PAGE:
It may be OCD
People with OCD focused on these fears may be hyper-concerned about sins and violations of religious doctrine or moral guidelines generally. They may worry that they have unwittingly offended God or committed an unpardonable sin.
Individuals with Scrupulosity OCD may obsess over whether they have committed blasphemy or angered God. They may excessively pray, ask for forgiveness, strive for excessive purity, repeat scriptures or prayers, cancel out inappropriate or “bad” thoughts with prayers or phrases, make pacts with God, or other compulsive behaviors done in an urgent attempt to relieve their anxiety and distress. They may spend countless hours lost in compulsions to try and cleanse themselves from potential past sins.
Individuals with False Memory or Real Events OCD who experience this fear may feel “unsure” about whether they may have done something in the past that was sinful. They may fear having committed an unpardonable sin and that they are doomed to hell. These fears often result in rumination, replaying past events, and seeking certainty about whether someone’s memories are correct.
How can I tell if it’s OCD and not a legitimate fear?
Intrusive thoughts caused by OCD are ego-dystonic, meaning that they do not align with one’s values, identity, or intentions. These are the opposite of what someone values or wishes to do. That is why people who suffer from these fears can be so tormented by them—in people who care greatly about following their religious doctrine, even the slightest possibility of having committed a sin they can’t remember may feel overwhelming.
In an effort to find certainty or rid themselves of anxiety and distress caused by these obsessions, they may engage in compulsions—physical or mental behaviors done to alleviate the distress and discomfort caused by intrusive thoughts or to prevent a feared outcome from occurring. Compulsions may provide temporary relief, but do nothing to keep obsessions from returning again and again. Performing compulsions often inadvertently strengthens obsessions and fears, reinforcing the idea that obsessions pose an actual threat or danger.
If you find yourself engaging in compulsive behaviors like repeated prayer, seeking reassurance from religious leaders or loved ones, frequent rumination on past events, or memory-checking times you worry you may have sinned, this is a good sign that you’re struggling with Scrupulosity OCD or False Memory OCD. Additionally, if you find that you are engaging in religious activities like prayer out of a perceived necessity or urgency, rather than a genuine desire to find peace or affirmation of your faith, your fears may be a sign of OCD.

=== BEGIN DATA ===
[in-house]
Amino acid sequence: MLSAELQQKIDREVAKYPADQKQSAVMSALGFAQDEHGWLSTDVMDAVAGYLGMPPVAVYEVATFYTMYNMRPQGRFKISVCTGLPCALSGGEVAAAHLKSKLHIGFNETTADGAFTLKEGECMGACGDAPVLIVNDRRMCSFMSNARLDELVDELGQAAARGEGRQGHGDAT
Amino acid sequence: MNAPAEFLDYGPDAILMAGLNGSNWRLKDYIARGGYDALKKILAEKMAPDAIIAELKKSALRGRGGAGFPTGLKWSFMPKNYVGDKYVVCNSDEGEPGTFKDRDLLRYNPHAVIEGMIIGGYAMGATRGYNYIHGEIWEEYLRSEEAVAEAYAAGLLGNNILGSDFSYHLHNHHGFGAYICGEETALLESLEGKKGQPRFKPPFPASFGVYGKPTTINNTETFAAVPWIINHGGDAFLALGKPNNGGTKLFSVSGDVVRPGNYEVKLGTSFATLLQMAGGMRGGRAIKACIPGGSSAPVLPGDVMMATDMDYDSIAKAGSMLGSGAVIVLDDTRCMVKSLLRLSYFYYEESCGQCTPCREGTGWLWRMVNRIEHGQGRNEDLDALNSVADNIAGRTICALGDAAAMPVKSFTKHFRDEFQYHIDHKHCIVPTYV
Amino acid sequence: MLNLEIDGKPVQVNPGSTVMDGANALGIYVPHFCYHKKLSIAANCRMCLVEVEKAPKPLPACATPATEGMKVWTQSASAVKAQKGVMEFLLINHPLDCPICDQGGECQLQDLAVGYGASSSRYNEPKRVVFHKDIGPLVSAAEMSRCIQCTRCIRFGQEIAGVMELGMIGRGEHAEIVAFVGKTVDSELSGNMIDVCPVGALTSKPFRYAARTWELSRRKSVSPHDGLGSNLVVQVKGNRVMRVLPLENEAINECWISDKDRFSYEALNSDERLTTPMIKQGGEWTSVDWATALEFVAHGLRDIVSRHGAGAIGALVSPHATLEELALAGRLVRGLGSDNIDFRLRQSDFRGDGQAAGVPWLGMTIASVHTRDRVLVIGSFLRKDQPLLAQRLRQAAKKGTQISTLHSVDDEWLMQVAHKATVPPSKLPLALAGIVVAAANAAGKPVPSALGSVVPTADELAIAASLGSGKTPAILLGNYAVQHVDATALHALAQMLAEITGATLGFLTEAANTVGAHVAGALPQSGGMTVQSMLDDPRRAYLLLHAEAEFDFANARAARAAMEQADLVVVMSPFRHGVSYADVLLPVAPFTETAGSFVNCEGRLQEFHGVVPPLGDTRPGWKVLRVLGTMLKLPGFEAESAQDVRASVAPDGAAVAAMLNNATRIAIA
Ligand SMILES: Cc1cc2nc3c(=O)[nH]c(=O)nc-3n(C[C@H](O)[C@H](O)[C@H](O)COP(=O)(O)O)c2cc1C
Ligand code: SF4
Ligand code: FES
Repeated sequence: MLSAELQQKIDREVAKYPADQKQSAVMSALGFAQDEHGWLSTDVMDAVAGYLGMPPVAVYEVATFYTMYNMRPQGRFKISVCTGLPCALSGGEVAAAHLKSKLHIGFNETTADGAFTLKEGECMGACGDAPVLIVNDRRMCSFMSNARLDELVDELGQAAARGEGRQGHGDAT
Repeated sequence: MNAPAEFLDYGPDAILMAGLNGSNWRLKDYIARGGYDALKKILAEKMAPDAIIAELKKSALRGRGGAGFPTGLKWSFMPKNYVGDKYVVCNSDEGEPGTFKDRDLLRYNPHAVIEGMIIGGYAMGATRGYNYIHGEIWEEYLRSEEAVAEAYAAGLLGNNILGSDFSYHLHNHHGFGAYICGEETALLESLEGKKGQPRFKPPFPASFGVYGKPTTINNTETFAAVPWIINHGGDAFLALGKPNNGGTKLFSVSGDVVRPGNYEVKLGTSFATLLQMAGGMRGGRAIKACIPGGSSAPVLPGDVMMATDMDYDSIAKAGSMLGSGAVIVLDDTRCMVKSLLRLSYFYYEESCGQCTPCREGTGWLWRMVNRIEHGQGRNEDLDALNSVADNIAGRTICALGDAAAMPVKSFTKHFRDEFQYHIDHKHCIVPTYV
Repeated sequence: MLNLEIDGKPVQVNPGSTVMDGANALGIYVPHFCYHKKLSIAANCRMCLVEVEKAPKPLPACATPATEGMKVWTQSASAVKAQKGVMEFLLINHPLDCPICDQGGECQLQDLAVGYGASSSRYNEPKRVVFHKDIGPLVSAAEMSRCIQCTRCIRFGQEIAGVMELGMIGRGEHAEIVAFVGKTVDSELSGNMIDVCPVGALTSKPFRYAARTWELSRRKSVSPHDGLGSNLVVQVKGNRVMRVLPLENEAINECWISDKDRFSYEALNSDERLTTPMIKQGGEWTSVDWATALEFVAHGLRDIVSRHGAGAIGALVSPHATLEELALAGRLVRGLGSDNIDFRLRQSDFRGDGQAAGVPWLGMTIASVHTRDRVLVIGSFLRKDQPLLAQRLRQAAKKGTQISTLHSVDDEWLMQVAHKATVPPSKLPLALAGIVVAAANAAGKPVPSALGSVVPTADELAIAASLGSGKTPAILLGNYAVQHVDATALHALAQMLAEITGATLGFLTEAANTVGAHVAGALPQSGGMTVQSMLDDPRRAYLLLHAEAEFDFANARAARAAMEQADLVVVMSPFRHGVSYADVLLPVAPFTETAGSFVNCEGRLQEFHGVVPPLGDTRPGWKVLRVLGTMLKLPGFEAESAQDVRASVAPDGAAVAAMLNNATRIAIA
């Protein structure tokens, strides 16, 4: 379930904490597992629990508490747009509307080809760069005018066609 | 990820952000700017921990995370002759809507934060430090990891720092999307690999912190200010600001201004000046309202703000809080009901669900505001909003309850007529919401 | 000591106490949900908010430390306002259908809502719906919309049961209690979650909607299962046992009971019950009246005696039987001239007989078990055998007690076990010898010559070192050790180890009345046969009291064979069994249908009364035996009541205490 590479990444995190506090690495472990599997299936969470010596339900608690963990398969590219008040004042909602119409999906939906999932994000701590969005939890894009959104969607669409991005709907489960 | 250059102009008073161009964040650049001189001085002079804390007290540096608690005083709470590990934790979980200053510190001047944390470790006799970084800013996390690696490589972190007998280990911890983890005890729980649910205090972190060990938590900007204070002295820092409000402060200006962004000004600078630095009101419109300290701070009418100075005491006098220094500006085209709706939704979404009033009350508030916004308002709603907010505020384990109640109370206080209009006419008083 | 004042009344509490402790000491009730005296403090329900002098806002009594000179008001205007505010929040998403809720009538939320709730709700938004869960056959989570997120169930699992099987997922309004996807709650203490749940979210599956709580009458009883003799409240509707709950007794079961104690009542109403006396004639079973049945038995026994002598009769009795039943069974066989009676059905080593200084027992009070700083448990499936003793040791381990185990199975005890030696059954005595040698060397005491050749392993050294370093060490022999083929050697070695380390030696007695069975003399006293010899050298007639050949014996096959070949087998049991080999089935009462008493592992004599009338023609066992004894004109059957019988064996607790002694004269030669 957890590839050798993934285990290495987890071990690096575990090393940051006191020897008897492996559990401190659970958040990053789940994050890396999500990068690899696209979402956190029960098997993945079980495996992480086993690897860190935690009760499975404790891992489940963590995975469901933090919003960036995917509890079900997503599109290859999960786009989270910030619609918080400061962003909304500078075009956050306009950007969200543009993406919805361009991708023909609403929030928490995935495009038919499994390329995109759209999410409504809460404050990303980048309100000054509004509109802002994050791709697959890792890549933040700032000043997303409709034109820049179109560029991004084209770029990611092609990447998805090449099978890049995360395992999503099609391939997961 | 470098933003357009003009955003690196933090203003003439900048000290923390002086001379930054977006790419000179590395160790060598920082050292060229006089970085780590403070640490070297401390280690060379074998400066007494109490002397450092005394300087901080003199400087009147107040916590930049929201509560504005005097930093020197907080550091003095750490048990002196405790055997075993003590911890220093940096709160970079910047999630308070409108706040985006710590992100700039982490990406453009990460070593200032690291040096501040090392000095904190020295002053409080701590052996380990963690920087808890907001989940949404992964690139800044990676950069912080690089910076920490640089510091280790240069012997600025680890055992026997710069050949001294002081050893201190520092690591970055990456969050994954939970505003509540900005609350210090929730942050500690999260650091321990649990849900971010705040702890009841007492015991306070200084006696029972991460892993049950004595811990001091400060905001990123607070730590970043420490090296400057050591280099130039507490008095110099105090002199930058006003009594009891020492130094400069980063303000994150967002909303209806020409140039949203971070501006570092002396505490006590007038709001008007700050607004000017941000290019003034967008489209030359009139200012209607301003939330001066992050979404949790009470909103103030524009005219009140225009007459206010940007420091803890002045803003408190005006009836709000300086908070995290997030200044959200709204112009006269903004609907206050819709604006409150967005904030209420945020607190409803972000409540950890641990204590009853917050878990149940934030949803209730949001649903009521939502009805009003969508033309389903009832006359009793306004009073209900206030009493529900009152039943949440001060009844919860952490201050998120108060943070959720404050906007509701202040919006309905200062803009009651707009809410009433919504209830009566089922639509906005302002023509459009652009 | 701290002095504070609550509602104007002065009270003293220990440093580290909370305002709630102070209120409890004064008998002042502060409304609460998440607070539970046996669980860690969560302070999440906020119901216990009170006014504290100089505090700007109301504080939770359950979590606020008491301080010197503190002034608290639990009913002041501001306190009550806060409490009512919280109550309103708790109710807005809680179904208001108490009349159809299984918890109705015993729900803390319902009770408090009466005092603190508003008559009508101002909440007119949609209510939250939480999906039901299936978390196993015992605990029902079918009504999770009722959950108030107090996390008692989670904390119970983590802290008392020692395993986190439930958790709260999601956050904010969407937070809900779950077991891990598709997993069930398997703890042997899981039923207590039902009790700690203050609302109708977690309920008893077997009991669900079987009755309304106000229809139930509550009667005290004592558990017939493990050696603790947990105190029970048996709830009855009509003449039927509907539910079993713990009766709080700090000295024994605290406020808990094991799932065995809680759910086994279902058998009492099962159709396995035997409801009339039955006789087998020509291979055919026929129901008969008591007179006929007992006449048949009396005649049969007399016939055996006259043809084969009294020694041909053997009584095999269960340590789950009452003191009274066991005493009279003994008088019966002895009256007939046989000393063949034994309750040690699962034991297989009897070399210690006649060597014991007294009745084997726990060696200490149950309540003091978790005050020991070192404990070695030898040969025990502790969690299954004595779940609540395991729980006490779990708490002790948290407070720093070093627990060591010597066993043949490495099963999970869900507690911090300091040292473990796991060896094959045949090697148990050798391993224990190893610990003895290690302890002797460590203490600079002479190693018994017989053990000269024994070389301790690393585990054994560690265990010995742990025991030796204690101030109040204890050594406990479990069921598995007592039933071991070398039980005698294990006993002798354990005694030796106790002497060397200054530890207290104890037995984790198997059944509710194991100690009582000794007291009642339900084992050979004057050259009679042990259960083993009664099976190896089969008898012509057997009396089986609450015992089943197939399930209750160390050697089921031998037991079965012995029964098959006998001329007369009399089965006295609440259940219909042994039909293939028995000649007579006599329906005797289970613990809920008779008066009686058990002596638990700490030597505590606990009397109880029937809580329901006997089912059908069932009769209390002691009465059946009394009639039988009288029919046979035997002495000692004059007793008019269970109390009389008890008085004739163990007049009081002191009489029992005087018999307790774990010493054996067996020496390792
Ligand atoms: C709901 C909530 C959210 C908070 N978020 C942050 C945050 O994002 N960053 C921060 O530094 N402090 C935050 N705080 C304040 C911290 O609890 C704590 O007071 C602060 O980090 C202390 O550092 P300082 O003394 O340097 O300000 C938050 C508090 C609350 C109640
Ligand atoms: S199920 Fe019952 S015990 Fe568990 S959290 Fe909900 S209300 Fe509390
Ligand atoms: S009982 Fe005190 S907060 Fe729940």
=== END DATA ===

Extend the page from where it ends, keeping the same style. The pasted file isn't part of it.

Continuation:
How to overcome fear of committing a sin
If fears about having committed a sin and not remembering it are causing you to suffer, you can get better with Exposure and Response Prevention (ERP) treatment.
ERP is the gold standard treatment for OCD and many other anxiety disorders. It is backed by decades of clinical research proving its effectiveness and shows promising results within 12-25 sessions on average. With ERP, you will be able to teach your brain that you can live with confidence in your faith, despite uncertainty and without relying on compulsions to feel at ease.
In ERP, you’re gradually and safely exposed to the thoughts and situations that are likely to trigger intrusive thoughts and anxiety. With your therapist’s guidance and support, you will learn how to resist the urge to respond to feelings of discomfort and anxiety with compulsions. By doing this over time, you will learn that you are able to tolerate anxiety, experience decreased anxiety and distress in response to OCD triggers, and feel more confident in your ability to sit with uncertainty and discomfort.
Examples of possible exposures done to treat OCD focused on the fear of having sinned and not remembering it may include:
- Write an imaginal script detailing an imagined sin and the consequences of it.
- Say a prayer only once.
- Create a loop tape of triggering words, such as “hate” or “666.”